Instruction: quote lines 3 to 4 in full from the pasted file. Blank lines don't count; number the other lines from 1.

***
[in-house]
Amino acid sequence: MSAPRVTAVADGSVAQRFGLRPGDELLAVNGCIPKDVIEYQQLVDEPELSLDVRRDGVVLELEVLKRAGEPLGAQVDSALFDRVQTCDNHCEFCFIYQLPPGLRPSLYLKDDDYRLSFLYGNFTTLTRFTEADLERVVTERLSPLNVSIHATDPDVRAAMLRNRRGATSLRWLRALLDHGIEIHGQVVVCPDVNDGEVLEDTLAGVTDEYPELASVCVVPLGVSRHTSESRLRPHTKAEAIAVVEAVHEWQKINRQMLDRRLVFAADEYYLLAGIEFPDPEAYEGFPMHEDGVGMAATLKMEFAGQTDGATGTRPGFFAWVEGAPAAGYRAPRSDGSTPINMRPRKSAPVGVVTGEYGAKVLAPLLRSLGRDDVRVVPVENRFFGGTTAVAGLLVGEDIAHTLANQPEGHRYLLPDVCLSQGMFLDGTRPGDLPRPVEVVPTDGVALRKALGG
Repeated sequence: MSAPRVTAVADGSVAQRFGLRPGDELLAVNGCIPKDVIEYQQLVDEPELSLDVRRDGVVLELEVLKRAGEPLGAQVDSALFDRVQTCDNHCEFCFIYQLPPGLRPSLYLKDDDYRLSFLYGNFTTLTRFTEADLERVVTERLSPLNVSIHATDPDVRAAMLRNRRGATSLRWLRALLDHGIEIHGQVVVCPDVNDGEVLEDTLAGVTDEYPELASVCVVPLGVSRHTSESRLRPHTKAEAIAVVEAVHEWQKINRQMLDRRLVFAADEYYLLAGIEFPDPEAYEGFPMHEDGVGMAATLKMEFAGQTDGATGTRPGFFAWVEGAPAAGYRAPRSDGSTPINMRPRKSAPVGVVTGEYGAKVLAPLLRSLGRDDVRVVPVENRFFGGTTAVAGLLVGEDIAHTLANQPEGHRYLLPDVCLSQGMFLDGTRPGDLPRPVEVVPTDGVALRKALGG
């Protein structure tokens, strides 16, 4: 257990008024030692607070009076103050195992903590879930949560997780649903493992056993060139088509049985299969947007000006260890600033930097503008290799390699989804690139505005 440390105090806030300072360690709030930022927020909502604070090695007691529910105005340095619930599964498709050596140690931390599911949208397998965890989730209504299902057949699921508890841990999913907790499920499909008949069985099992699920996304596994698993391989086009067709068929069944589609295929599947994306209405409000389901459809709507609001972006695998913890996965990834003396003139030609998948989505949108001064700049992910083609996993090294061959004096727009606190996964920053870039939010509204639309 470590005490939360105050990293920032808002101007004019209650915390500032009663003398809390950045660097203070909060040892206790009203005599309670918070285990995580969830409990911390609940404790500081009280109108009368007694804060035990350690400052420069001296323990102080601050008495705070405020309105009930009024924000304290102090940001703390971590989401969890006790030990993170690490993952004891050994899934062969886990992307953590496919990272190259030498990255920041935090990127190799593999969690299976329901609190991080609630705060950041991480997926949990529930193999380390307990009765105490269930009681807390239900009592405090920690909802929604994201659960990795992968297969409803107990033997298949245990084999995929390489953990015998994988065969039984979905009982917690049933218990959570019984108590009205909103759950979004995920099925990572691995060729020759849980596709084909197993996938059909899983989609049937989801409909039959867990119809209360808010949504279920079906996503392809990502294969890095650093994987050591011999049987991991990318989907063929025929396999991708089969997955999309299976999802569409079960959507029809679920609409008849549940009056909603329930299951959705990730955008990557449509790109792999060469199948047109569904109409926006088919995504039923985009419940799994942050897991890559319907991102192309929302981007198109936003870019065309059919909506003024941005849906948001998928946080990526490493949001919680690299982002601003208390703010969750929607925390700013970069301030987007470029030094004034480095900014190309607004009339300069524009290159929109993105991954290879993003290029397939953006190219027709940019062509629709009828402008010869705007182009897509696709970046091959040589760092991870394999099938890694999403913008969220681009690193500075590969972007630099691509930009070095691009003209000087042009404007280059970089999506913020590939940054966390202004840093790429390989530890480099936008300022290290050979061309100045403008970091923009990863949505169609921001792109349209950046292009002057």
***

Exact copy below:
Repeated sequence: MSAPRVTAVADGSVAQRFGLRPGDELLAVNGCIPKDVIEYQQLVDEPELSLDVRRDGVVLELEVLKRAGEPLGAQVDSALFDRVQTCDNHCEFCFIYQLPPGLRPSLYLKDDDYRLSFLYGNFTTLTRFTEADLERVVTERLSPLNVSIHATDPDVRAAMLRNRRGATSLRWLRALLDHGIEIHGQVVVCPDVNDGEVLEDTLAGVTDEYPELASVCVVPLGVSRHTSESRLRPHTKAEAIAVVEAVHEWQKINRQMLDRRLVFAADEYYLLAGIEFPDPEAYEGFPMHEDGVGMAATLKMEFAGQTDGATGTRPGFFAWVEGAPAAGYRAPRSDGSTPINMRPRKSAPVGVVTGEYGAKVLAPLLRSLGRDDVRVVPVENRFFGGTTAVAGLLVGEDIAHTLANQPEGHRYLLPDVCLSQGMFLDGTRPGDLPRPVEVVPTDGVALRKALGG
């Protein structure tokens, strides 16, 4: 257990008024030692607070009076103050195992903590879930949560997780649903493992056993060139088509049985299969947007000006260890600033930097503008290799390699989804690139505005 440390105090806030300072360690709030930022927020909502604070090695007691529910105005340095619930599964498709050596140690931390599911949208397998965890989730209504299902057949699921508890841990999913907790499920499909008949069985099992699920996304596994698993391989086009067709068929069944589609295929599947994306209405409000389901459809709507609001972006695998913890996965990834003396003139030609998948989505949108001064700049992910083609996993090294061959004096727009606190996964920053870039939010509204639309 470590005490939360105050990293920032808002101007004019209650915390500032009663003398809390950045660097203070909060040892206790009203005599309670918070285990995580969830409990911390609940404790500081009280109108009368007694804060035990350690400052420069001296323990102080601050008495705070405020309105009930009024924000304290102090940001703390971590989401969890006790030990993170690490993952004891050994899934062969886990992307953590496919990272190259030498990255920041935090990127190799593999969690299976329901609190991080609630705060950041991480997926949990529930193999380390307990009765105490269930009681807390239900009592405090920690909802929604994201659960990795992968297969409803107990033997298949245990084999995929390489953990015998994988065969039984979905009982917690049933218990959570019984108590009205909103759950979004995920099925990572691995060729020759849980596709084909197993996938059909899983989609049937989801409909039959867990119809209360808010949504279920079906996503392809990502294969890095650093994987050591011999049987991991990318989907063929025929396999991708089969997955999309299976999802569409079960959507029809679920609409008849549940009056909603329930299951959705990730955008990557449509790109792999060469199948047109569904109409926006088919995504039923985009419940799994942050897991890559319907991102192309929302981007198109936003870019065309059919909506003024941005849906948001998928946080990526490493949001919680690299982002601003208390703010969750929607925390700013970069301030987007470029030094004034480095900014190309607004009339300069524009290159929109993105991954290879993003290029397939953006190219027709940019062509629709009828402008010869705007182009897509696709970046091959040589760092991870394999099938890694999403913008969220681009690193500075590969972007630099691509930009070095691009003209000087042009404007280059970089999506913020590939940054966390202004840093790429390989530890480099936008300022290290050979061309100045403008970091923009990863949505169609921001792109349209950046292009002057």